Edgar and Brenda Dewar Home
Roseneath Bed and Breakfast
Links and documents
Listed on the Canadian Register:
Statement of Significance
Description of Historic Place
This Centre Gable style mid-Victorian farmhouse is located in Roseneath in a rural setting on a hill at the end of a road overlooking the Brudenell River. It features wood shingle cladding, a gable roof with decorative bargeboard trim, and original windows. A large Palladian style window dominates the south facade above the verandah.
The house is valued as a well preserved example of a Centre Gable farmhouse and for its historical association with the MacLaren and Dewar families of Roseneath.
The house was constructed in 1868 by Nathaniel MacLaren (1846-1920) who had settled in Roseneath near the Brudenell River. He was married to Emma Gordon in 1879. His brother, Dr. Peter MacLaren, was a medical doctor who had trained at the University of Edinburgh. He operated his practice from the house until he relocated it to nearby Montague.
Nathaniel MacLaren operated a series of mills along the Brudenell River which used water power. These included grist, saw and shingle, flour, and carding mills. In 1900, he sold the property to Bradford Howatt and moved to Montague. Howatt sold it to Albert Dewar in 1920.
Most of the mills were destroyed in a fire in 1947. However, the saw mill continued to be operated by Albert's son, James Dewar, into the 1950s. The property was bequeathed to James' sisters, Jessie and Lilly, who later passed it to James and his wife, Marie. Their son, Edgar and his wife are the current owners. They renovated the property in the mid-1990s, and now operate the Roseneath Country Inn Bed and Breakfast from the premises.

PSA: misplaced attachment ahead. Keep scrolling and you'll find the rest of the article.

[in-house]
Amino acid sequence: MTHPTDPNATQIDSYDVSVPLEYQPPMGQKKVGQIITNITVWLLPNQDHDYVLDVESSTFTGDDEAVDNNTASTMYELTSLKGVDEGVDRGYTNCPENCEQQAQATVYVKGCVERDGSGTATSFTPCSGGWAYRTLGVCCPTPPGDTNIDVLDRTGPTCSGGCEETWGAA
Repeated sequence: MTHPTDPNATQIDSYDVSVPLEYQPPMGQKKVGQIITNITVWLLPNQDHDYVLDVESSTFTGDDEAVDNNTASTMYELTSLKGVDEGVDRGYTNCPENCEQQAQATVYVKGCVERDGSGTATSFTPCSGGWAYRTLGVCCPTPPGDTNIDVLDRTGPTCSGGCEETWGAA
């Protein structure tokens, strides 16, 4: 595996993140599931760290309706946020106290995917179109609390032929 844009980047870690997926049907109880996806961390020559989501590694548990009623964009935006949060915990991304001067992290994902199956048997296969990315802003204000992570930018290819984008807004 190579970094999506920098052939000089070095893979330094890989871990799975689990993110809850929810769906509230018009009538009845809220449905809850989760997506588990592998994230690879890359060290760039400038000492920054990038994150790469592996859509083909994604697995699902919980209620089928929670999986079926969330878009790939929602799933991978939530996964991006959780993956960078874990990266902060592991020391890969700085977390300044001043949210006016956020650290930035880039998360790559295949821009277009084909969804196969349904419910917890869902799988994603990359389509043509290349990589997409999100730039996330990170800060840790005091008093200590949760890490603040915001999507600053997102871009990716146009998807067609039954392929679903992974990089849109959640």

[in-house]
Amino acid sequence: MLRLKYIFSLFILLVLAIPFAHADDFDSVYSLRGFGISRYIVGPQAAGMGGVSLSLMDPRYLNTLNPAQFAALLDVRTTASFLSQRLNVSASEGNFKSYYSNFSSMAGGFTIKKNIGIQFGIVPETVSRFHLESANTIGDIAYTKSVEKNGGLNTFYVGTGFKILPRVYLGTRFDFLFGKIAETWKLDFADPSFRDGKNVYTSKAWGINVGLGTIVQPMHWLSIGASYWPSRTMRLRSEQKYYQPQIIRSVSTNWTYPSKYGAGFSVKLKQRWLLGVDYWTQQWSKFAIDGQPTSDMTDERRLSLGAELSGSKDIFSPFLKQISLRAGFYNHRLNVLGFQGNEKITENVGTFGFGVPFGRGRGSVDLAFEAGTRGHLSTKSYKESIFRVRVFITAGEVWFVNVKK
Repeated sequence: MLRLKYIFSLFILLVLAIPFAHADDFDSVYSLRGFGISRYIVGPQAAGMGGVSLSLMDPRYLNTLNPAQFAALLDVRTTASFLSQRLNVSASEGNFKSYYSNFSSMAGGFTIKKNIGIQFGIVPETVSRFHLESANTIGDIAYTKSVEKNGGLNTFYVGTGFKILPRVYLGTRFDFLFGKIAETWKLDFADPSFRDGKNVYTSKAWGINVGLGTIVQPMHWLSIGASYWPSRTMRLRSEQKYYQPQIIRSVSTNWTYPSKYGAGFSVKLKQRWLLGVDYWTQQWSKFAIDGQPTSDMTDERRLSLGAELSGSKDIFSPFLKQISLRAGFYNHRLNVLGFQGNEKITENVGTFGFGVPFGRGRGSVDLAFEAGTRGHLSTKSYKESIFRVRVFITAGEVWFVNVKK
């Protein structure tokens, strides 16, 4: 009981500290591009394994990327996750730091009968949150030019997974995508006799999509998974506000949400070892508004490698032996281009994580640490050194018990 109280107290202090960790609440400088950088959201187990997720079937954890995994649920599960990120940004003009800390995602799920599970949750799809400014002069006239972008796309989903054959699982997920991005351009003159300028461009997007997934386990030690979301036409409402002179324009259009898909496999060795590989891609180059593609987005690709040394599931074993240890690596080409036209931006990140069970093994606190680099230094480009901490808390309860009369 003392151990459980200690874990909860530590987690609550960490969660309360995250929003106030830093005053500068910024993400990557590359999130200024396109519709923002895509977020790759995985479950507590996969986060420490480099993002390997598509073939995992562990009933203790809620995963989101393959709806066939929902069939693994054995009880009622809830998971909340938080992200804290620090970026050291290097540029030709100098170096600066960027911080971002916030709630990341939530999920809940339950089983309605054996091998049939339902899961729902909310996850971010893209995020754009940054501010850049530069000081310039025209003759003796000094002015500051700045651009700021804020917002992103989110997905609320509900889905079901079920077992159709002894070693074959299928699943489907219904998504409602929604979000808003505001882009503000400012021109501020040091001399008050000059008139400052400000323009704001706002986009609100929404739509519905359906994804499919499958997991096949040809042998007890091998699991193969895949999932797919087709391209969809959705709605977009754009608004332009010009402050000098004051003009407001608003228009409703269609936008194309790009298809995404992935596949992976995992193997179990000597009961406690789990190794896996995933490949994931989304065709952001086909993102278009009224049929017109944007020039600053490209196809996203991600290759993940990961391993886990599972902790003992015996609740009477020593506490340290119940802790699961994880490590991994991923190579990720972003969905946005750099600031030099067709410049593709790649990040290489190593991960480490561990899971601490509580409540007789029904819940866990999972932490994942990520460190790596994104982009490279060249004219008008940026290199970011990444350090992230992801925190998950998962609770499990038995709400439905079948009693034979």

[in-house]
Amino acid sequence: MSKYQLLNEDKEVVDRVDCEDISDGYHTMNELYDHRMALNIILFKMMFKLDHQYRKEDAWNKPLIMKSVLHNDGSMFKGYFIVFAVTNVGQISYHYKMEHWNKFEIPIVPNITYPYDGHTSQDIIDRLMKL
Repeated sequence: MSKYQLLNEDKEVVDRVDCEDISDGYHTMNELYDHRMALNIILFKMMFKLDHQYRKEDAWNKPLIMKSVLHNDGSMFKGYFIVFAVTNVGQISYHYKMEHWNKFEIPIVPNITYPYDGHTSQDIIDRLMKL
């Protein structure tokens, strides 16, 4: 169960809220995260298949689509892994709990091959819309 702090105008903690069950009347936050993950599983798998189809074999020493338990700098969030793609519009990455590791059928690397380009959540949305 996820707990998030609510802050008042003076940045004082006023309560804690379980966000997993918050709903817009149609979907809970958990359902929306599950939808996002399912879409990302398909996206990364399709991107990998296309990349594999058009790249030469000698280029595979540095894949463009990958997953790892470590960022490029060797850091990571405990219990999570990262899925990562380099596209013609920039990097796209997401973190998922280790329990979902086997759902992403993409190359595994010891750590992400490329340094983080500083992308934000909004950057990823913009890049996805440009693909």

The house retains many decorative features including the bargeboard of the eaves, the original window fenestration, and a large verandah with paired brackets and decorative posts.
Source: Culture and Heritage Division, PEI Department of Communities, Cultural Affairs and Labour, Charlottetown, PE C1A 7N8
File #: 4310-20/TR26
The heritage value of the house is shown in the following character-defining elements:
- the one-and-one-half storey massing
- the wood frame and wood shingle cladding
- the Centre Gable roofline
- the brick chimneys
- the decorative bargeboard of the eaves and dormers
- the roof dormers
- the large verandah with decorative posts and paired brackets
- the original fenestration of the windows including the palladian style window in the south gable
Prince Edward Island
Province of Prince Edward Island
Heritage Places Protection Act
Registered Historic Place
Theme - Category and Type
- Expressing Intellectual and Cultural Life
- Architecture and Design
Function - Category and Type
- Single Dwelling
Architect / Designer
Location of Supporting Documentation
Culture and Heritage Division, PEI Department of Communities, Cultural Affairs and Labour, Charlottetown, PE C1A 7N8
File #: 4310-20/TR26
Cross-Reference to Collection